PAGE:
The SBC has recently taken several giant leaps backwards when it comes to racism. In 2019 they created a rule in their denomination that Critical Race Theory (CRT) and intersectionality should not be taught within the denomination if they contradict the Bible, which sounds good, except we have to realize that the Bible has been twisted to support slavery and racism for centuries. So what he SBC is actually saying is that if CRT contradicts their current interpretation of the Bible, it shouldn’t be taught.
Basically the SBC says CRT teachings on racism aren’t allowed to challenge racism if the racist can tie their beliefs to their interpretation of the Bible.
In addition to the underlying hate Asians face, the intersection of purity culture and racism is so prolific that Asian women regularly face sexually explicit catcalling and intimidation.
Purity culture’s objectification of women reaches it’s apex in pornography, which is widely consumed in conservative and fundamentalist circles. (Which, by the way, is also usually a women’s fault because it ‘usually’ means she’s not ‘sexy enough’ or is not ‘prioritizing meeting her husband’s physical needs enough’ to keep her husband from giving in to his lusty hunger for porn. It’s total BS.)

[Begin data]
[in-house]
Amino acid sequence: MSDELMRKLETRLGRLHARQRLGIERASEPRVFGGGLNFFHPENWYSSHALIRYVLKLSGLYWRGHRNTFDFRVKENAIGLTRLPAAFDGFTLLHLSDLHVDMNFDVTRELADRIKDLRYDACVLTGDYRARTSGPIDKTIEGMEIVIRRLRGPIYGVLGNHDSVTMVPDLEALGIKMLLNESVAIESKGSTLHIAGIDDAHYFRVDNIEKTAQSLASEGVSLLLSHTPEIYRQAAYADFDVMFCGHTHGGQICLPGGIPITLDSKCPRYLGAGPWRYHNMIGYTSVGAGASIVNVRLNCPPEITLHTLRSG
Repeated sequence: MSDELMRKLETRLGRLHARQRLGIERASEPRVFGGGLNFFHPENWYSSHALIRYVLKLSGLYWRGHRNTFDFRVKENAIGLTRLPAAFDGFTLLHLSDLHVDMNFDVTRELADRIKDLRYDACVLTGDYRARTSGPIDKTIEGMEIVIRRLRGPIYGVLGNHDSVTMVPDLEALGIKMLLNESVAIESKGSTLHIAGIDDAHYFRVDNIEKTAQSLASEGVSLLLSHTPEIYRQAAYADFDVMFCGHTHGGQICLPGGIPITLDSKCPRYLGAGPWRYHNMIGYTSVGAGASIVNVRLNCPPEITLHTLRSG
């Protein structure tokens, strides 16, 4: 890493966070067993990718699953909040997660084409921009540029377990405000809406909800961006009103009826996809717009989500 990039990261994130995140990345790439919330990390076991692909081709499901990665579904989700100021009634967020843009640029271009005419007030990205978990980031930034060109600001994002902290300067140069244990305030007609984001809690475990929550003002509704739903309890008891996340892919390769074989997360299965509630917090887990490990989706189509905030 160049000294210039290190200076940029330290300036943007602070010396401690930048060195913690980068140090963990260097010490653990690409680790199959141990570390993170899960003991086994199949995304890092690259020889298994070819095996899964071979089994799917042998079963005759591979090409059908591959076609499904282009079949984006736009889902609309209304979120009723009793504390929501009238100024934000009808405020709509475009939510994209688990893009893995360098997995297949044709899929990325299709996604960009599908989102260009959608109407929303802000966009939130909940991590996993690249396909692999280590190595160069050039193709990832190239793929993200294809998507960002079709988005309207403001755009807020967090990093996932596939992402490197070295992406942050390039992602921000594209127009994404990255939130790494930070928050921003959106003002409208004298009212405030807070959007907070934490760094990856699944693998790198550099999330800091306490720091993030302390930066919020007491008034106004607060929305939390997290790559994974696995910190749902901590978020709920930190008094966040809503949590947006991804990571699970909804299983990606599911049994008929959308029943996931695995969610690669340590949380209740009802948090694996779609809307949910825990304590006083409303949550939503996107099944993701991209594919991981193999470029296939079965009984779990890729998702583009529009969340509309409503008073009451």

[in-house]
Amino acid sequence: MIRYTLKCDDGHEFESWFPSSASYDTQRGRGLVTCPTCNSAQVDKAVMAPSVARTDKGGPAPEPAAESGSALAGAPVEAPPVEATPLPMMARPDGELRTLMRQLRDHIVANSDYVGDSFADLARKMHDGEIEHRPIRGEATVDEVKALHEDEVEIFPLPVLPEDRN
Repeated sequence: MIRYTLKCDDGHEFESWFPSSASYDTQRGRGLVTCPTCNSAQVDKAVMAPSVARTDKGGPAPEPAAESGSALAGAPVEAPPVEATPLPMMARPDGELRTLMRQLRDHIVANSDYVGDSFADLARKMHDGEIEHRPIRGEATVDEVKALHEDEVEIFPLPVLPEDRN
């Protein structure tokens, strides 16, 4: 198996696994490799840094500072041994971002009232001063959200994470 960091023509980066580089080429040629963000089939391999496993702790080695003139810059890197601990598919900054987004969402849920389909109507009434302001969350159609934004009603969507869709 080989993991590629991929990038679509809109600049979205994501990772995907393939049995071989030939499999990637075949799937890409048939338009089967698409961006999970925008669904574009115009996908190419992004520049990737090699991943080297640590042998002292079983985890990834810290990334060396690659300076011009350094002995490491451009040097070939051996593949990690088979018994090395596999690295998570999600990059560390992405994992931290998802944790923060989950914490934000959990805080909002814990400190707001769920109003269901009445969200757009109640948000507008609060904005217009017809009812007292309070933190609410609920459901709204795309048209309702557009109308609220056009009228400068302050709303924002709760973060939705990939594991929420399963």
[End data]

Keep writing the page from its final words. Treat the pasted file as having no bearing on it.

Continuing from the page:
Porn featuring Asian women is often violent and plays up stereotypes of hypersexual women who crave submission or forced submission. It prompts them to find sexual pleasure by hurting the women. The ATL murderer said he was getting rid of his “temptations” because of his a sexual addiction. He believed that the women he killed were causing him to stumble, which is textbook purity culture teaching.
From the outside you might think the church has zero responsibility for one man’s violent actions, but as believers, we don’t stand on the outside to evaluate these doctrines. We can get on the inside and take a really close look at how these toxic teachings approach men, women, and sex (shame seems to be the go-to). Take a really good look at how the church community handles mental health and addiction (again, usually with shame). Take a really good look at how deeply you trust your church’s teachings and how they shape your behavior. What’s preached from the pulpit matters because it shapes our everyday thoughts, beliefs, and actions.
We should all be asking if the church taught that we are each responsible our own sexual urges instead of self shame and blaming other people for them…..Would those women still be alive?
It’s time to stop creating these deep pockets of shame and racism that fuel our resentment towards others. People are losing their lives over our lack of a Jesus-like theology that values each of us equally. Just to be clear, this is not an “agree to disagree” issue. Racism and misogyny are core flaws in the church’s teachings that oppress people and promote NOT loving your neighbor.